Recently, I was lucky enough to get an early hands on with the upcoming Splinter Cell: Blacklist. As stealth/action games go, I had fairly high hopes and a few points of comparison; namely Deus Ex: Human Revolution.

I can definitely say that I'm impressed with the game, and it has a number of features I'd love to see taken up by more developers; read on for my full Splinter Cell: Blacklist Hands on...

Splinter Cell: Blacklist Singleplayer Hands On

Firstly then, what is it? Splinter Cell: Blacklist is the latest Splinter Cell game, with Sam Fisher once more leading the (quiet) way. Recruited into the newly created Fourth Echelon, Sam and his team (some of which are returning characters) have to stop a new menace: a group of terrorists known as The Engineers.

The Engineers have a list of attacks on American assets that they will attack on a regular basis, and it's your job to find them and stop them, before America's crucial infrastructure is destroyed. Going only on the mysteriously named targets like “American Consumption”, the Fourth Echelon team have to use all the tools at their disposal to take down The Engineers.

Unfortunately, my time with the game was limited, but I can tell you that there is a lot there; just doing a single mission (with a few restarts) took me the better part of an hour and a half, and I was consistently discovering different methods of traversing the levels as I replayed them. Although progression is technically linear, there are numerous ways to sneak past the enemies, or if you're feeling confident, shoot your way through them.

Along with your trusty silenced pistol, you have a number of other gadgets and weapons by default, all of which can be customised to your taste, or to help with a particular mission (the briefing will often clue you in on what you'll need). You can of course take people down in a close combat manoeuvre, which will result in either an instant kill or a quiet knock out.

A new feature A feature that isn't new but is still really useful and awesome is the execution mechanic, which will let you kill up to three tagged enemies rapidly. You have to perform close quarters takedowns to charge the ability up, and it's more restricted on higher difficulties. It can be a very good way to clear a room after accidentally being spotted though, as you can tag enemies from cover and watch them move around you.

Choosing to be lethal or non-lethal is up to you mostly, although be warned that “going loud” with unsilenced weapons or letting guards see you will cause you many problems. (I will add a disclaimer here that I played the game on the Xbox 360, which may account for my inability to shoot). Being non-lethal will get you more points, but you run the risk of the chain of unconscious bodies being woken up by a roaming guard.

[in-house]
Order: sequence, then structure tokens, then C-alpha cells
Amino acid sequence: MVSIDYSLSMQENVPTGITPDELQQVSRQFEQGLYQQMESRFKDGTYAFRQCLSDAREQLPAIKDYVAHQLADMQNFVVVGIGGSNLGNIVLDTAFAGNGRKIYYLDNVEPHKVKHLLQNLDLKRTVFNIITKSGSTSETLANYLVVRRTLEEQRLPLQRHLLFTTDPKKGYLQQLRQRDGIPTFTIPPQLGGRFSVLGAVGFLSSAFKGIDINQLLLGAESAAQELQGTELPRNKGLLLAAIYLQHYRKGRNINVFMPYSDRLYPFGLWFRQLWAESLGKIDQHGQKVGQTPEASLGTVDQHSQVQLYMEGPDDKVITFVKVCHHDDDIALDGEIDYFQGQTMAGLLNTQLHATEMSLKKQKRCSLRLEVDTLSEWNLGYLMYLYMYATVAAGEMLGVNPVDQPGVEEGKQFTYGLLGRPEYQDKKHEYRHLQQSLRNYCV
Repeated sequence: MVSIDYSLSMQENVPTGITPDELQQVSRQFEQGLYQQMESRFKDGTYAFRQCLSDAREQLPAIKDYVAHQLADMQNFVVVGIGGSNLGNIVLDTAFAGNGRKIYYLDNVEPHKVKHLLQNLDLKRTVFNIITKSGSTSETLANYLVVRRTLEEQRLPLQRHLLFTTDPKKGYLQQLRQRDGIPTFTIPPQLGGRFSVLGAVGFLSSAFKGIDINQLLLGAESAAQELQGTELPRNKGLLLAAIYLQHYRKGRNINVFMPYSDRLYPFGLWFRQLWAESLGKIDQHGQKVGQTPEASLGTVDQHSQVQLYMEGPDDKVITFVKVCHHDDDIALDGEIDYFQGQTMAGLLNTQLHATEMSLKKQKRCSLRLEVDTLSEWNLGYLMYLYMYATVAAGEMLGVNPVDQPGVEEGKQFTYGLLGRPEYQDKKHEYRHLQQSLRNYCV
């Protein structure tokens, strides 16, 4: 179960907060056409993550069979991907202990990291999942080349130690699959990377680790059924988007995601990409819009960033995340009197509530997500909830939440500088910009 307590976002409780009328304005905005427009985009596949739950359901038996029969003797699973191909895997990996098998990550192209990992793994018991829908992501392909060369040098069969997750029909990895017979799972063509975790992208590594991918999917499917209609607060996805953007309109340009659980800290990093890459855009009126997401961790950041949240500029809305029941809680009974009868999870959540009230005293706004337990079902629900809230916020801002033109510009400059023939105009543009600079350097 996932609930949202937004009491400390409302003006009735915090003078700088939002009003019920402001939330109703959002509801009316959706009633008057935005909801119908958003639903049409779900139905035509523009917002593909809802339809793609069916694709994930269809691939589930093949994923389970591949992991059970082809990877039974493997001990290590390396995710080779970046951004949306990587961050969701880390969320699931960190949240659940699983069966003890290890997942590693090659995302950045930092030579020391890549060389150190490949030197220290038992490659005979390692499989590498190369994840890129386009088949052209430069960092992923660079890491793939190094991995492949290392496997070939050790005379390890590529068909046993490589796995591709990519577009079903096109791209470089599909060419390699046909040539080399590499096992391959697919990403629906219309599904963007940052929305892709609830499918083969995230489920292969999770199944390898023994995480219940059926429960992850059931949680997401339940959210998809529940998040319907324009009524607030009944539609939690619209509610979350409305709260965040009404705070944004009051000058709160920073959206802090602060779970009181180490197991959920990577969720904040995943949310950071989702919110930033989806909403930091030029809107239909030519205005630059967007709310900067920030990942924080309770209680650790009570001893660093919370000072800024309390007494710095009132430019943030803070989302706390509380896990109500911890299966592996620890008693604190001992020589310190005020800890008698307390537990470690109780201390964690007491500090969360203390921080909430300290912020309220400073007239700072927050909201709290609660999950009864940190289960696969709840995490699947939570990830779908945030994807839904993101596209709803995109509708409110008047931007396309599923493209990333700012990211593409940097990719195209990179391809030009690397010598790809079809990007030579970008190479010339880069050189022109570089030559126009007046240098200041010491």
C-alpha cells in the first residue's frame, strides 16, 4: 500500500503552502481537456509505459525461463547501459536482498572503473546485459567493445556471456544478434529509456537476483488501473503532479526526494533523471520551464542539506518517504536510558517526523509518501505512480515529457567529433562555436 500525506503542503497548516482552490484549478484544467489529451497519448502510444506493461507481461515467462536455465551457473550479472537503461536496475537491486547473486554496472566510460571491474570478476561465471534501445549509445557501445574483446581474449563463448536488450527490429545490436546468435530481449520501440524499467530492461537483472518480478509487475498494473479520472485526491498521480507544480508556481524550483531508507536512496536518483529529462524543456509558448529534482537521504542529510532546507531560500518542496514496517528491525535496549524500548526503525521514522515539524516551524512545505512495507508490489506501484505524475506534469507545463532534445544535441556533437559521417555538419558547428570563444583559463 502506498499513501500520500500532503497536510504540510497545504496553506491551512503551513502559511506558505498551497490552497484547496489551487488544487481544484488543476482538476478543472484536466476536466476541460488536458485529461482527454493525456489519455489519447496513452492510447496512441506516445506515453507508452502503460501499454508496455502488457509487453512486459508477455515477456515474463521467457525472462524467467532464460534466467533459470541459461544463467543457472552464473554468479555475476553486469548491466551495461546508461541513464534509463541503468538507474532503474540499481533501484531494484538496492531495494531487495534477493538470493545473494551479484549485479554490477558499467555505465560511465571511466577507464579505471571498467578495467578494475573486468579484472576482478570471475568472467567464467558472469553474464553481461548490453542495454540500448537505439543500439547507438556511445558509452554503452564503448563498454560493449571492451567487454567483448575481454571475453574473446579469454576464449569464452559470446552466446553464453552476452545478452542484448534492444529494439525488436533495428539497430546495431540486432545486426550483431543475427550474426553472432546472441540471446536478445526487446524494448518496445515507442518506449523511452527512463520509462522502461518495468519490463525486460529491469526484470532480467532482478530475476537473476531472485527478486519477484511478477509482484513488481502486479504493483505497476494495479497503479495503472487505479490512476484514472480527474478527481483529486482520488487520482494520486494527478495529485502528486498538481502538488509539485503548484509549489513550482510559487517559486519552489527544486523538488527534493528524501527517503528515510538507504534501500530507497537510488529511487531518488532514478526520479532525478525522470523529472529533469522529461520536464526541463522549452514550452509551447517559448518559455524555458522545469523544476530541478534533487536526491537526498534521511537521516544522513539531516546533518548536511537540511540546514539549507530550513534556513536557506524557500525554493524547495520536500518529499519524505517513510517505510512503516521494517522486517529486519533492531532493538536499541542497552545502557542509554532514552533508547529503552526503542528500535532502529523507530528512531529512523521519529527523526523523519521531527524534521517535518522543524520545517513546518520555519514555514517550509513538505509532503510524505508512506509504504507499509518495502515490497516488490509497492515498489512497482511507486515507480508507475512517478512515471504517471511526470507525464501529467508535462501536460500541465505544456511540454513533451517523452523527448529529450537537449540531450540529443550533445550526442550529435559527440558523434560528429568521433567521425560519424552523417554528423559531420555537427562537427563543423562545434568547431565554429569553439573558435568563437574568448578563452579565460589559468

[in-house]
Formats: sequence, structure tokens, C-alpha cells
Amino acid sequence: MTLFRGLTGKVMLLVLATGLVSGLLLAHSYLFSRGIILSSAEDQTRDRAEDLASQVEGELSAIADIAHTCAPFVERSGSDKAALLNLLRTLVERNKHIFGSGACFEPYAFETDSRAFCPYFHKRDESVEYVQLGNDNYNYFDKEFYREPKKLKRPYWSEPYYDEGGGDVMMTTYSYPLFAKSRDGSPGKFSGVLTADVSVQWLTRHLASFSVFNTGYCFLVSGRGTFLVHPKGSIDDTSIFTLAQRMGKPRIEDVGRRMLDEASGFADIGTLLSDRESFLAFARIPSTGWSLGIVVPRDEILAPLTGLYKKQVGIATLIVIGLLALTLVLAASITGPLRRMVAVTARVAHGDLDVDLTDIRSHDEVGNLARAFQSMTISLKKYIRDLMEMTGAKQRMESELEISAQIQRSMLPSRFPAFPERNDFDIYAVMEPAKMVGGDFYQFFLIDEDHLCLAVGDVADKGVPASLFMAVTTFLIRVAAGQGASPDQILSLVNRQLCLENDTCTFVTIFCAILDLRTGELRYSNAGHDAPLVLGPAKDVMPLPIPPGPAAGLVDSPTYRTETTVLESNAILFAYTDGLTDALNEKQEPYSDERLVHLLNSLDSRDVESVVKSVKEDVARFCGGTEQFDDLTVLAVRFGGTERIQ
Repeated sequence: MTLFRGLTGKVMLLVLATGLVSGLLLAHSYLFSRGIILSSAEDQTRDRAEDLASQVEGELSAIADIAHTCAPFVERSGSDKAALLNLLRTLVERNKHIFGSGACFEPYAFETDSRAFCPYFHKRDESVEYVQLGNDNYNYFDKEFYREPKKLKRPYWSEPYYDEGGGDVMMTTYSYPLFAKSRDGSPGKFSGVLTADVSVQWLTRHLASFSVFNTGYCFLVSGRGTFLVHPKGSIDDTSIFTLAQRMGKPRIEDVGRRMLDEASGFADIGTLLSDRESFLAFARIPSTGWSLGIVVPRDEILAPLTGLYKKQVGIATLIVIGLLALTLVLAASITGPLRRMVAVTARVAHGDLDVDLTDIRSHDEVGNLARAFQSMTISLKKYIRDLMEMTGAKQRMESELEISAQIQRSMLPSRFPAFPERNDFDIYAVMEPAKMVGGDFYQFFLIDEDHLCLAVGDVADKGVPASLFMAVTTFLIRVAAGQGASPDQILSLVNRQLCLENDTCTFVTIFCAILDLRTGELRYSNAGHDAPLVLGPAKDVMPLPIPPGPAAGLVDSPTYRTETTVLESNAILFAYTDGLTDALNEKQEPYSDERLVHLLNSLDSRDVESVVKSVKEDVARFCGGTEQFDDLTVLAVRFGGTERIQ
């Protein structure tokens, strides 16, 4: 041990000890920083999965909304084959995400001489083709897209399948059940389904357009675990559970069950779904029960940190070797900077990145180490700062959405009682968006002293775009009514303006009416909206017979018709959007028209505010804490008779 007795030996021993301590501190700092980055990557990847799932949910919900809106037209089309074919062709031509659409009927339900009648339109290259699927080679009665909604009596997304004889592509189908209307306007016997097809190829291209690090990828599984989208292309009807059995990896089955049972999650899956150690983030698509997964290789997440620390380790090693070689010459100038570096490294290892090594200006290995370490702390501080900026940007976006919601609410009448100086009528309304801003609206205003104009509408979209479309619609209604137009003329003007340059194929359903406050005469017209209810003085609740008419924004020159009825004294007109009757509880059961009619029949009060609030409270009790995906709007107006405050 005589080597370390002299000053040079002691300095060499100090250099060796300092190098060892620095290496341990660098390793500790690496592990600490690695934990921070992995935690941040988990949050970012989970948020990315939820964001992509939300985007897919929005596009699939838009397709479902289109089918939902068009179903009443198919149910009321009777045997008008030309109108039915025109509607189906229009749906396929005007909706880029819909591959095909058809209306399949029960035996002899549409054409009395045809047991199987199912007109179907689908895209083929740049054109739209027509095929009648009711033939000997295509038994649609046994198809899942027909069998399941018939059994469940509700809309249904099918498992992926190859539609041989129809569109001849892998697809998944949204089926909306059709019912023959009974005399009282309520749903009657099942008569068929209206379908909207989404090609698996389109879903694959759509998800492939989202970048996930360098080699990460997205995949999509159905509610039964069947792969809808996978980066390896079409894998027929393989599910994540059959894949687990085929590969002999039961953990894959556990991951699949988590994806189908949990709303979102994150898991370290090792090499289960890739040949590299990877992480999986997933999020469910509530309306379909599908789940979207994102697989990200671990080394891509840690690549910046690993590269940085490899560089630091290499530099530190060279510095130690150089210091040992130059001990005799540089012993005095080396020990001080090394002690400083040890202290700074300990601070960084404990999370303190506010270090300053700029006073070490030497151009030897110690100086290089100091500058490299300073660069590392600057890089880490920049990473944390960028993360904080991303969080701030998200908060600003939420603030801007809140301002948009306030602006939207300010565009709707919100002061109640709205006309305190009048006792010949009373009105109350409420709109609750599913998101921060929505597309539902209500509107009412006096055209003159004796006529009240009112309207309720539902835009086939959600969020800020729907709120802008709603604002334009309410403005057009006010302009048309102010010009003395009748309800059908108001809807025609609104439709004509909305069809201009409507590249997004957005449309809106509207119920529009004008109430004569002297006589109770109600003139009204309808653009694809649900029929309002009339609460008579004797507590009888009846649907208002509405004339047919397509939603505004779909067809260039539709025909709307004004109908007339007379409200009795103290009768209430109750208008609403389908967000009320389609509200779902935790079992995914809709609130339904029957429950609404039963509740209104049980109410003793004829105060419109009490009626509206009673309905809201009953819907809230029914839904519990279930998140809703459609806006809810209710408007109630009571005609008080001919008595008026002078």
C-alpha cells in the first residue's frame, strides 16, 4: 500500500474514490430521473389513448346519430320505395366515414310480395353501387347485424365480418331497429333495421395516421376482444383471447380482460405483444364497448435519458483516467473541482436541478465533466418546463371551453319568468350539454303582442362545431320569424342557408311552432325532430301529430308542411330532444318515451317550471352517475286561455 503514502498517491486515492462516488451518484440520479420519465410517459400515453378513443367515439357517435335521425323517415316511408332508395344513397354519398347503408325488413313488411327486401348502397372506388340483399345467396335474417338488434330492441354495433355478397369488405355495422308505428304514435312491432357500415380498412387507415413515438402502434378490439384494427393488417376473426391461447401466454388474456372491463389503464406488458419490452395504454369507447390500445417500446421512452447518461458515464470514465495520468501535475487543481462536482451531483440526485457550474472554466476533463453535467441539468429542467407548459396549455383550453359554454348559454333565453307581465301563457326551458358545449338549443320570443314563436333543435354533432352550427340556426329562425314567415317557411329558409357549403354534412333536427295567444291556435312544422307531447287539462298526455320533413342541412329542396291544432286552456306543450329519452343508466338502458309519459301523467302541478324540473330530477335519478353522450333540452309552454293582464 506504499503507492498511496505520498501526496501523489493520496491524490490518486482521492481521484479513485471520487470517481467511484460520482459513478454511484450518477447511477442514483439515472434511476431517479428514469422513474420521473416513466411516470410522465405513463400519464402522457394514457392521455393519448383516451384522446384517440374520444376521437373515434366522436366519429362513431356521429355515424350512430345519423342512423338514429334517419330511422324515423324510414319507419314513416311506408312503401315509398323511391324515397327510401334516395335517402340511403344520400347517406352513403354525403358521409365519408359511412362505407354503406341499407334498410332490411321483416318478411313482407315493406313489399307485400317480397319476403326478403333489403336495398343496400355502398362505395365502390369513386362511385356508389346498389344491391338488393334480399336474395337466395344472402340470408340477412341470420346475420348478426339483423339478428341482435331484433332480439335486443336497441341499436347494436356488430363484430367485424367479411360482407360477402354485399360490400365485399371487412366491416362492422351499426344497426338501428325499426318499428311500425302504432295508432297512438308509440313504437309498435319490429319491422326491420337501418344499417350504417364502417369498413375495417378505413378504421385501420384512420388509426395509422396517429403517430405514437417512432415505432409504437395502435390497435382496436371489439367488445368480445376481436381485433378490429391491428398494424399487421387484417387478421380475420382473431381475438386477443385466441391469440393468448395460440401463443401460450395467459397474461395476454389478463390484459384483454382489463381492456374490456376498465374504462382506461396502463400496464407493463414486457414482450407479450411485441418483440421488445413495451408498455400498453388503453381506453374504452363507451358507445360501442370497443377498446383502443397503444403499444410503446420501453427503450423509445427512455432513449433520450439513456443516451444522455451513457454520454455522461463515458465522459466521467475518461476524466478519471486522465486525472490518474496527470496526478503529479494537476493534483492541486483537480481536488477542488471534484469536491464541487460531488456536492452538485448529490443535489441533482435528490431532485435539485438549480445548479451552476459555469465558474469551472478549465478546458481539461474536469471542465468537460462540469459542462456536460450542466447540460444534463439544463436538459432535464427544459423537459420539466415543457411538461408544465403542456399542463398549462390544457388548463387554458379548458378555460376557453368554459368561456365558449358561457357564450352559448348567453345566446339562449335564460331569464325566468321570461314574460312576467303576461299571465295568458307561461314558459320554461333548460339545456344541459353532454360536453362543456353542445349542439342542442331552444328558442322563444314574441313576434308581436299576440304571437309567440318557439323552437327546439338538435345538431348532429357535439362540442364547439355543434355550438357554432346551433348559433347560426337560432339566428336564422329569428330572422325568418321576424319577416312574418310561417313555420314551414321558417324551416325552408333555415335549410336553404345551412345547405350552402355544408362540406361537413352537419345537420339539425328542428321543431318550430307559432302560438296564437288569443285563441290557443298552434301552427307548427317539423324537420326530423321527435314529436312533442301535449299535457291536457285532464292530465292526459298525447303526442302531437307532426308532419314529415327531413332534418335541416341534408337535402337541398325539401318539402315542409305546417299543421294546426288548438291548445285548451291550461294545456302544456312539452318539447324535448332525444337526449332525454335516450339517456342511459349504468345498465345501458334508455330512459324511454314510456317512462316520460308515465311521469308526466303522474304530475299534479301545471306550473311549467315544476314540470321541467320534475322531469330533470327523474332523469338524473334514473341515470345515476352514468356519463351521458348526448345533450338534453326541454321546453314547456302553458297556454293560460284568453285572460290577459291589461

The singleplayer is doable without killing a soul, and patience and exploration is almost always rewarded. Completing the level will give you cash and experience in three trees; Ghost, which is the non-lethal, silent route, Panther which is the lethal silent route, and Assault, which involves lots of grenades, bullets, and kicking in of doors. Due to the loadout I had and the lack of precision of the Xbox controller, I found that Ghost and Panther were my preferred choices, with Assault being very lethal very quickly; although more experienced players may be able to blitz through.

The entire game is based from the Paladin One; a flying jet plane that houses all of the things a good spy base needs. Communications, Armoury, Infirmary; all are included, and all can be upgraded as well for cash you earn in game. Completing a level will earn you money, more for leaving foes unalarmed than for takedowns, with kills granting you the least. There are also side objectives in missions, such as High Value Targets; find a way to take these guys down non-lethally to net yourself a nice bonus.

Back to the Paladin though, you had probably the most novel feature of the game, and one that I'm keen to see used consistently. There are three ways to play Splinter Cell: Blacklist, singleplayer, co-op multiplayer, and Spies vs Mercs (competitive multiplayer). Often, games like Call of Duty will make you choose which mode to boot when you start the game, but Blacklist gives you all the options from a single table. The Central Command Interface allows you to choose a mission to go on, both storyline and side missions, but also lets you invite a friend to play co-op, or drop into a Spies vs Mercs lobby – all from one table. I'll talk about the multiplayer modes later.

It's worth noting that this game is fairly brutal; within minutes of starting the game you'll see an unarmed man begging for his life before being gunned down, and the first mission already has a man being shock tortured. Given the nature of The Engineers, it's safe to assume that these are not the only disturbing instances in the game.

My experiences with the singleplayer were overall rather impressive; the tools available to me gave me a lot of options for completing the levels, although as I said, Assault is not easy, especially with a controller. Some issues I had were loading times (although again, I think this is console related); just upgrading your plane would take a healthy ten seconds or so, and loading levels was even longer.

In the game's defence, once the level was loaded there weren't any pauses until the end of the map, which as I said took me a good hour to make my way through. The lack of loading screens and fairly quick respawns meant that once you were in, the gameplay was good.

Take a look at what I thought of my Splinter Cell: Blacklist Multiplayer Hands On, including the Co-op and Spies vs Mercs modes!

In the mean time, tell us what you think of Splinter Cell: Blacklist. Does the flying base station strike you as cool? Is the dark storyline too graphic, or is it ok? Tell us below!